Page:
My guess would be that one of the other US Marshalls at the scene, and there were others, brought the car to Raylan or he took someone else's car. More importantly, does it really matter? At all? In any way?
Minnesota has had an amazing seven first-round choices in the past three
drafts. That ties the most first-round choices a team has had in a
three-year span since the AFL-NFL merger; the previous team to do this
was the Bengals from 1984 to 1986. So are the Vikes primed with talent
and about to bust out? Performance on the field does not suggest that.
Last season, Minnesota finished 31st in defense, 23rd in passing
Considering five of those first round choices were drafted either a year ago, where they have only played one season in the NFL, or drafted this year, where these players haven't taken a single snap in the NFL, I think it's safe to say the performance on the field probably wouldn't immediately suggest the Vikings are about to bust out. How about letting the Vikings rookies play a game before wondering why they haven't contributed to the team's success?
Clowney, the first defensive player taken, received dozens of college
recruiting offers. Khalil Mack, the second defensive player taken,
received just one scholarship offer, from the University at Buffalo
(which perhaps should style itself as UATB). Clowney has been an
athletic celebrity since high school; Mack was an athletic nobody till
last fall. Celebrities tend to want to lie on the beach sipping mai
tais, while nobodies tend to be driven. Don't be surprised if over the
next five years, Mack significantly outworks Clowney.
Don't be surprised if Clowney outperforms Mack despite the stereotype that he doesn't work hard enough. It's not easy being a celebrity since high school by the way. That's a lot of expectations to live up to and Clowney has succeeded in doing that. So rather than bash him, maybe he deserves some credit for living up to the expectations others pile on him.
The Nesharim gave a fifth-round choice for Darren Sproles, who was
expected to get the carries that last season went to Bryce Brown. Then
Philadelphia got at least a fourth-round pick from Buffalo for Brown.
Since Sproles is a better player than Brown, the series of transactions
raises the question, Why didn't Buffalo just trade for Sproles?
What in the holy hell? Buffalo didn't trade for Darren Sproles because they didn't want to trade for Darren Sproles. Sproles isn't a true running back like Bryce Brown is and the Bills wanted a running back to back up C.J. Spiller, not a scat-back/slot receiver/returner like Darren Sproles is. Gregg asks some really, really stupid questions and makes some really stupid assertions, but this one is certainly up there. Why didn't Buffalo trade for Darren Sproles? Because they didn't want Darren Sproles. It doesn't work that way. The Eagles wanted Sproles and the Bills wanted Brown.
And no, Sproles won't get all the carries that would go to Bryce Brown. Chris Polk will probably get some carries also. Sproles and Brown are completely different types of running backs. Anyone who writes a column about the NFL should know this.
In praise of Who-Dats: As draft hoopla fades, bear in mind about a third of NFL players were undrafted.
A few years from now, many players drafted last week will be forgotten,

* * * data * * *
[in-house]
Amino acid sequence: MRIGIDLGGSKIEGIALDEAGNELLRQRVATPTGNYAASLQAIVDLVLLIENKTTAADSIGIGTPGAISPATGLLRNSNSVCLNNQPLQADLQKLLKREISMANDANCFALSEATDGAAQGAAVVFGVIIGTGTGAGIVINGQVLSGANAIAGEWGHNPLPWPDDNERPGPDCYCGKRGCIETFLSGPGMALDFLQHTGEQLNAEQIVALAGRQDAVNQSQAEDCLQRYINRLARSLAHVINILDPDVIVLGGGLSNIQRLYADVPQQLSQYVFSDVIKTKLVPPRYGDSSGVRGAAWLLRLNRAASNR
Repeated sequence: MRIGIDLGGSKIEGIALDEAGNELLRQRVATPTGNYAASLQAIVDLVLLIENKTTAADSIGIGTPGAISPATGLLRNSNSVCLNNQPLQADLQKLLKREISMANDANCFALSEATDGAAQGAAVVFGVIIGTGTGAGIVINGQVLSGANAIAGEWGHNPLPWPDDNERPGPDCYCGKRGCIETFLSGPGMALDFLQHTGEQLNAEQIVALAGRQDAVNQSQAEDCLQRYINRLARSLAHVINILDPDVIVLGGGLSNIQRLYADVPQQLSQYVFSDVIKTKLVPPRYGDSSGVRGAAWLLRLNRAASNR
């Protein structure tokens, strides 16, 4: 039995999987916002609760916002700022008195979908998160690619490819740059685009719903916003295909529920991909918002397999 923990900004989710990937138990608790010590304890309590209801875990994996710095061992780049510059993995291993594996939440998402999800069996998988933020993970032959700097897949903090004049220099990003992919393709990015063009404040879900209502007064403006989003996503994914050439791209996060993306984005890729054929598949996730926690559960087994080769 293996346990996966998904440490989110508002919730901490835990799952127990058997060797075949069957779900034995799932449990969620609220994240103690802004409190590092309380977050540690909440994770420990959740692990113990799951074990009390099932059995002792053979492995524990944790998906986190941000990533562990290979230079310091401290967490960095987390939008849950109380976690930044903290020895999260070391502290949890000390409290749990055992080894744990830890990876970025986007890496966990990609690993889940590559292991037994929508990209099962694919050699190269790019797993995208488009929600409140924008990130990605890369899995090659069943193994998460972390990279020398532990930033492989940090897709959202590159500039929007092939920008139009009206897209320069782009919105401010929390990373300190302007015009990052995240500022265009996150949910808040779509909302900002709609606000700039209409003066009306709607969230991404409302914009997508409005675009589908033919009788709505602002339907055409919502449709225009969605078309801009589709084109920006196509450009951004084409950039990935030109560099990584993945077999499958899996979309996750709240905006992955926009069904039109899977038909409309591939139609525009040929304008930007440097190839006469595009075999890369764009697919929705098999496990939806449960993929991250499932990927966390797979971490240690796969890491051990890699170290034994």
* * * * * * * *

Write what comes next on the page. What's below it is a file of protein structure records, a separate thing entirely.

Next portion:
while hardworking who-dats will become well-known names.
As usual, Gregg doesn't even read the article he links. I don't mean to be hyper-specific, but 30.7% of NFL players are undrafted not "a third." Also, if Gregg read the column he linked then he would see this part of the column:
other words 69.3% of players in the NFL last season had gone through
the draft, I was a little surprised 30.7% were undrafted. Now this
isn't a calculation of quality, you'd assume most kickers, long
snappers, and special teams guys made up the undrafted count.
Gregg takes it to mean that these undrafted players are performing on the same level as drafted players when they are not. Unlike Gregg, the author of this study backs up his assertions with facts, Like this one,
you make the minimum threshold 8 games played (half a season), the
number of undrafted players drops to 15.4%. But judging round by round,
the number of active players does decrease as you get deeper in the
So while Gregg links this study, he is hoping that his readers don't actually follow the link because they would see this study actually disproves Gregg's theory that undrafted players are just as good as drafted players and "many" players drafted will be forgotten, while hardworking undrafted free agents (because the players who were highly-drafted don't work hard obviously, this coming from a guy who was busting up stereotypes about gay athletes earlier in TMQ...sounds like Gregg has some stereotypes of his own he needs to bust up) will thrive. What this study found was:
1. If you take the threshold to how many times these undrafted players were active for the majority of the season (and therefore contributing to the team's success on the field), then the number of undrafted players in the NFL drops by half.
2. As the draft gets deeper the number of active players from each round decreases, thereby showing that highly-drafted players are a safer bet to be in the NFL over the next 3-4 years as compared to an undrafted player or even a player drafted, but drafted later in Rounds 5-7. I wouldn't expect Gregg to read the study he links in TMQ nor would I expect him to make the decision not to mislead his readers.